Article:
In November 1942, Judy visited on the farm of Vi's sister Annabelle (and Ben) Fugate, near Orlando, Oklahoma, while Vi was in the hospital having her 2nd child, Martha Lou.

Vi was the quieter parent, at least as far as talking went. She sang and whistled more than she talked. She was about 5' 5" tall, with fine brown hair. She was always slim, never weighing more than about 125 (and much less than that in her later years). She usually kept a permanent in her hair and she always wore it short. Her sisters talked about how stylish she was as a young single schoolteacher.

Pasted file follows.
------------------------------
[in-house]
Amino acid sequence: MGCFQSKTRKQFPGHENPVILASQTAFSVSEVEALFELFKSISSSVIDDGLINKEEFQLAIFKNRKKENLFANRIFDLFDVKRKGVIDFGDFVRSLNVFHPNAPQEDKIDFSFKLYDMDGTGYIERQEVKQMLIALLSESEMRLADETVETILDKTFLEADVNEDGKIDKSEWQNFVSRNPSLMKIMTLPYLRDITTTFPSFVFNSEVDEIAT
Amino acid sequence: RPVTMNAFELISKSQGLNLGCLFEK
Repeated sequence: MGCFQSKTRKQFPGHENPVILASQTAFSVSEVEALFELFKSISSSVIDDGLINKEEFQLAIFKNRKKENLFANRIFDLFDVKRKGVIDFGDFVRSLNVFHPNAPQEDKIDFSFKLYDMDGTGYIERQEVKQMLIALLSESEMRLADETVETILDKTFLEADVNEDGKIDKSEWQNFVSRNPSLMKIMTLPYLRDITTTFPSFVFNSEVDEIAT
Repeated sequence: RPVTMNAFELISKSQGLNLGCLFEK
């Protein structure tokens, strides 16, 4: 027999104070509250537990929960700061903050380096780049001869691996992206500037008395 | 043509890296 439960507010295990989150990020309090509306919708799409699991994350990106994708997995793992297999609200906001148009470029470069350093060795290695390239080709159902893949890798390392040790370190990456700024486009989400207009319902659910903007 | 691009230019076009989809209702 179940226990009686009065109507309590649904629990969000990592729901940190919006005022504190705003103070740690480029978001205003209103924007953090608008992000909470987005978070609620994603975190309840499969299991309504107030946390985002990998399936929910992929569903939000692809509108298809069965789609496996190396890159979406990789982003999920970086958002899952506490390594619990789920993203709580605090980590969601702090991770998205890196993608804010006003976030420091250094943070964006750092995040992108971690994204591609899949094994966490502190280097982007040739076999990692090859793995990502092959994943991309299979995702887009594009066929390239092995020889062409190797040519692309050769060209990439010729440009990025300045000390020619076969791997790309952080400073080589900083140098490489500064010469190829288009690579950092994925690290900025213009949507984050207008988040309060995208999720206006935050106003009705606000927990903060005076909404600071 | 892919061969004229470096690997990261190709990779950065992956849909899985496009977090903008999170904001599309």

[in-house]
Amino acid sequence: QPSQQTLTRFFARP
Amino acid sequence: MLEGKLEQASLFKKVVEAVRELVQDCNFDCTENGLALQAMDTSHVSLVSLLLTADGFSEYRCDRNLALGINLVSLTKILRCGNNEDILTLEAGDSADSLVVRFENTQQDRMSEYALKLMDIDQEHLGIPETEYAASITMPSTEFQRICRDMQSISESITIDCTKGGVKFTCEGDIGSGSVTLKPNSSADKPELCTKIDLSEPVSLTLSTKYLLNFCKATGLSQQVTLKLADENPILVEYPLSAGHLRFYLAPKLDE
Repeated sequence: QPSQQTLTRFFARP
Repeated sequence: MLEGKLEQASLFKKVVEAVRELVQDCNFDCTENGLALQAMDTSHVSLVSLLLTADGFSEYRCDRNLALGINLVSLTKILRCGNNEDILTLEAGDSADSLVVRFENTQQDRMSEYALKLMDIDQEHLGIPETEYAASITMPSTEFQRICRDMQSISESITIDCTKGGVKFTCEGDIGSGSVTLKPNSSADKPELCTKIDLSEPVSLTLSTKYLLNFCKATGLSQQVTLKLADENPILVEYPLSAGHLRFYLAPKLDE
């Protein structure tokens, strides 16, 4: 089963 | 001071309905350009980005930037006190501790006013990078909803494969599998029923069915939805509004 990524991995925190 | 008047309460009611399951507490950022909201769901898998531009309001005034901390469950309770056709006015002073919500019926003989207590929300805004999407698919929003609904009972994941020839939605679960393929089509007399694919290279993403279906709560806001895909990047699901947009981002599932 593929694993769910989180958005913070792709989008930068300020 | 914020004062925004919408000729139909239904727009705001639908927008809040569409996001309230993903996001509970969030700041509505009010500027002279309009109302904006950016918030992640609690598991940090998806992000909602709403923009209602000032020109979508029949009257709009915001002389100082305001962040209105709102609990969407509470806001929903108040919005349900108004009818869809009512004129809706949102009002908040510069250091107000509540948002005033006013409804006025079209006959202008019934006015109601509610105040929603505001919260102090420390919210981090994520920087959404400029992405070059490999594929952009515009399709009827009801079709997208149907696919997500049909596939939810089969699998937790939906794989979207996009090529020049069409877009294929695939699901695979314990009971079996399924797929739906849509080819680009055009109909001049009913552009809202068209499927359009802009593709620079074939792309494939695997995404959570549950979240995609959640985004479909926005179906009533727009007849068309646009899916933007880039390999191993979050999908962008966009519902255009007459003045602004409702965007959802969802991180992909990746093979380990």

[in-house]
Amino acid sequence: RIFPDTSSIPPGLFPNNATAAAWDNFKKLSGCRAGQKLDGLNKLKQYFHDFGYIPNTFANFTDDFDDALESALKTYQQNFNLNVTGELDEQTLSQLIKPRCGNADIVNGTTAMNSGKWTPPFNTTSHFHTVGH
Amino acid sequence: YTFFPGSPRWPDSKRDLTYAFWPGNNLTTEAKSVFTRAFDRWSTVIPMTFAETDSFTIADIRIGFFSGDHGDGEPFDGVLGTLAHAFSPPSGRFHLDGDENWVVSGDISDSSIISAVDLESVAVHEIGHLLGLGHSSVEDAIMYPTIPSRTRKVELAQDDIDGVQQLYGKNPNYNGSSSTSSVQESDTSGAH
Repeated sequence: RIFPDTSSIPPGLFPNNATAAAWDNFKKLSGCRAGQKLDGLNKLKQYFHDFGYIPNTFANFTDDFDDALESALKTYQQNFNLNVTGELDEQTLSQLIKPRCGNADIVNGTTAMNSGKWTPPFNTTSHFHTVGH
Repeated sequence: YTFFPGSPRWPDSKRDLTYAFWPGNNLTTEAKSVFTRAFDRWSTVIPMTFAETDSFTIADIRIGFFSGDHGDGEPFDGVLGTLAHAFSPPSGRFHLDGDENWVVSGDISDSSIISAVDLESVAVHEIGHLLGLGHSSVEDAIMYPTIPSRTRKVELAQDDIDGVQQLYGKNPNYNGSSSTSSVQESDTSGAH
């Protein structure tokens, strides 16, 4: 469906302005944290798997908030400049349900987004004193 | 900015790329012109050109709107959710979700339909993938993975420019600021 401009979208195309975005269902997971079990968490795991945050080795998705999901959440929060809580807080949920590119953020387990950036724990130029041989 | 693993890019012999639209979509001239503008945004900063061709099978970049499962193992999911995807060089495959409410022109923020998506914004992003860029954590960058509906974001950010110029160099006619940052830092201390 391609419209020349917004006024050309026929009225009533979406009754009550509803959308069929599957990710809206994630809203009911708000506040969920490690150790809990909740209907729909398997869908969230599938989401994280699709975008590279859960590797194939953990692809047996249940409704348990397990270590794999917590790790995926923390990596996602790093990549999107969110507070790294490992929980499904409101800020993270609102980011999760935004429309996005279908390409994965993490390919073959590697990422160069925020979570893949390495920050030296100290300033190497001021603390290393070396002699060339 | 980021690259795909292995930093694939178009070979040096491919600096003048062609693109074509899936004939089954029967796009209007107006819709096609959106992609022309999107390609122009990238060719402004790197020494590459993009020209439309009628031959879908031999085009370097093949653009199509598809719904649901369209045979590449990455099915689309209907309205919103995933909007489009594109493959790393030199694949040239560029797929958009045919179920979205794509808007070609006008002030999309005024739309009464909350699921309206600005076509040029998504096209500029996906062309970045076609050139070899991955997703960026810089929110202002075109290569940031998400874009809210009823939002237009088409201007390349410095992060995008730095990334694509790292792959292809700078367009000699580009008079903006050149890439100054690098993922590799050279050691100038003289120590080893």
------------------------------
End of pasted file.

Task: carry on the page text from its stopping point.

After her two girls were established in elementary school, Vi began to wish she could contribute to her family's income, and recalled how much she loved her career as a teacher. She began to plan for a pre-school that she could operate from the family home while her children were away from school. During a trip to California she studied methods used in pre-schools in the Los Angeles area. In 1950 she began the first pre-school in Bartlesville and possibly the first in the state of Oklahoma. A class was offered for about a dozen 3 year old children two mornings each week, and a similar class for four year olds on alternate mornings. The school was operated to coincide with the public school year and continued until after Willard retired from Phillips in 1961. When her girls were still at home, Vi would entertain her family at mealtime with some of the funny things the children had said or done at pre-school that day. It was her family's favorite part of the day! Her little students adored her, and their early preparation for school led them to be classroom stars as they progressed on through their schooling. Vi always had long waiting lists for openings in her pre-school!